Debt is a major issue for businesses of all sizes. It can be difficult to manage, quickly become overwhelming, and cause margins to suffer. This means that the company is making less money on each sale than it should be, and it can quickly become difficult to recover. If you're like most businesses, you're always looking for ways to reduce expenses and improve your bottom line. Many businesses are struggling in today's economy, and finding new ways to cut costs is more important than ever.
While it's rare to find a company that has no debt at all, there are a few companies in the S&P 500 that have managed to operate with zero debt such as Garmin, best known for their navigation products, and Align Technology Inc., best known for their Invisalign product, a clear teeth correcting solution. You can follow in the footsteps of these companies by minimizing your debt risk and maximizing your margins. But how?
By implementing the actionable strategies below, you can reduce debt and improve your margins, making your business more successful in today's economy.
Prioritize equity over debt
When a business takes on debt, it is taking on liability as well as an exorbitant amount of interest. Having this type of negative factor on balance sheets can create major problems if the company needs to raise more capital and, depending on your company's statements, it could be difficult to secure an attractive interest rate. Debt can quickly spiral and become a problem for businesses leading to negative consequences such as the risk of liquidation of company assets in case of default.
One way to avoid this problem is to give out equity instead of taking on debt. If the focus of your company is to increase margins and deliver profits, diluting the company and giving out equity can be an attractive solution. As a bonus, giving equity increases accountability in management, which increases responsibility, resulting in increased productivity and profits. Debt doesn't.
When a company gives out equity, it is giving up a portion of its ownership in exchange for money from investors. Simply put, giving out equity is essentially getting a loan from its investors. Some may view this as a risky move, but it can also be a smart one when you compare it to accumulating debt. The company will need to repay this loan over time, but it will have more flexibility than if it had taken on debt. Even though there is more flexibility, any company that goes this route should immediately make an action plan to buying back the equity.
Debt can be a risky proposition for businesses, and it often leads to financial trouble. Equity is not without risk either, but it can be a safer option for businesses that are struggling to pay down their debt. By giving out equity instead of taking on debt, businesses can reduce their liabilities and improve their chances of success in today's economy.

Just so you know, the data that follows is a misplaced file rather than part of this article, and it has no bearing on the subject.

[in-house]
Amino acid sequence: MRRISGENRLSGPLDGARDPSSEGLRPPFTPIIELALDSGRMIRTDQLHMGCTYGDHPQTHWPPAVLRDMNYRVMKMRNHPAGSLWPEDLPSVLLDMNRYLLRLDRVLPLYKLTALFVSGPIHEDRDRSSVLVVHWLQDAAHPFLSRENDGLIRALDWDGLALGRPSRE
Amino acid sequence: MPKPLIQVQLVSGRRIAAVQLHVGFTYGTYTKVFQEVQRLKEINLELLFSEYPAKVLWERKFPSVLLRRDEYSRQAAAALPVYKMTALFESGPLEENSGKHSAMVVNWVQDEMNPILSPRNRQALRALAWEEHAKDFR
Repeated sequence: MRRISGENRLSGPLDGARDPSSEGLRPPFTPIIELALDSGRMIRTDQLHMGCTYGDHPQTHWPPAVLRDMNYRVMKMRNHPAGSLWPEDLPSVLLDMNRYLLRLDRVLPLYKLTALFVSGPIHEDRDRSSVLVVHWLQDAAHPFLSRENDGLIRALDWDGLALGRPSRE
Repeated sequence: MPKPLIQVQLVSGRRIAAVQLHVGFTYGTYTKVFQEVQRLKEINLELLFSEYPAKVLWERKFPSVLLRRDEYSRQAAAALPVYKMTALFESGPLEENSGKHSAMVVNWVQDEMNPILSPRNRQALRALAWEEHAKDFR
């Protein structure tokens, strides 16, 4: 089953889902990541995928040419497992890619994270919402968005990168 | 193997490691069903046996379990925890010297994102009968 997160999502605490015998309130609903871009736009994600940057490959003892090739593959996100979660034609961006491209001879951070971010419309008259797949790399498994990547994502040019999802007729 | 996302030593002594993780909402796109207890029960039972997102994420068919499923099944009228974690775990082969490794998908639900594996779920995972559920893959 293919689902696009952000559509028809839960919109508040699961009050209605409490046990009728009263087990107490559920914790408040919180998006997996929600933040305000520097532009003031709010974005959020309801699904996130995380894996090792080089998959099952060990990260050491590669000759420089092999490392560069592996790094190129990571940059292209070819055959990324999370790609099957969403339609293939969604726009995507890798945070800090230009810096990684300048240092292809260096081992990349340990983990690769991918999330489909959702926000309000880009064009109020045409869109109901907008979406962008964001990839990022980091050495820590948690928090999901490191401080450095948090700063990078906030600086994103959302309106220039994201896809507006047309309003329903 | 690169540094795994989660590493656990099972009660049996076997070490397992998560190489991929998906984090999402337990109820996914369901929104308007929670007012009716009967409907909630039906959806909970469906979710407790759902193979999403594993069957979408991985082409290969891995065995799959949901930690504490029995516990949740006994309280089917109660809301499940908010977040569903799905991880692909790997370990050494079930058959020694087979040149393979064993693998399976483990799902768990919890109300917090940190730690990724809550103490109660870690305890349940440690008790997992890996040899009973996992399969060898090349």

Do business with companies that have good balance sheets
While it's rare that a company will talk about their statements during the deal process, having an idea of what supplier balance sheets look like can be the difference between a good deal and a bad one. For example, suppliers with strong balance sheets may be able to provide smart and efficient credit terms with zero interest.
Credit terms are an important part of any deal, and they can have a major impact on your bottom line. If you're not careful, you could end up paying more for goods and services than you need to. To avoid this, ensure you understand the credit terms of your suppliers and try to work with companies that have strong balance sheets. This will help you get the best terms possible and improve your bottom line.
Fully understand credit terms
When you're trying to improve your bottom line, it's important to understand the credit terms of any agreement you sign. All too often, companies sign deals without fully understanding the terms and end up paying more than they should. This is a common mistake, but it's one that can be easily avoided by taking the time to understand the credit terms of your suppliers.
In addition, it's smart to stay conservative with revenue projections and work payment plans per your supply. In the case that you can't make payment dates, be upfront and let your supplier know in advance while providing them with an accurate estimation of when you can make a payment.
As a rule of thumb, you should be paying around 40% in advance or on material delivery, 50% throughout the project, and then a 10% guarantee or performance bond. Paying attention to credit terms and ensuring they're realistic can help you avoid financial trouble and keep margins high.
Improving your bottom line is important for any business, but it's especially important in today's economy. By taking steps to reduce debt and increase margins, you can give your business a fighting chance in today's competitive marketplace. Use these tips to get started, and you'll be well on your way to a healthier bottom line.
If you're looking to improve your bottom line, it's important to remember that a happy employee is a productive one. By focusing on employee satisfaction, you can increase productivity and revenue. In our next blog post, we'll explore how businesses can create a positive work environment that leads to happier employees and increased profits.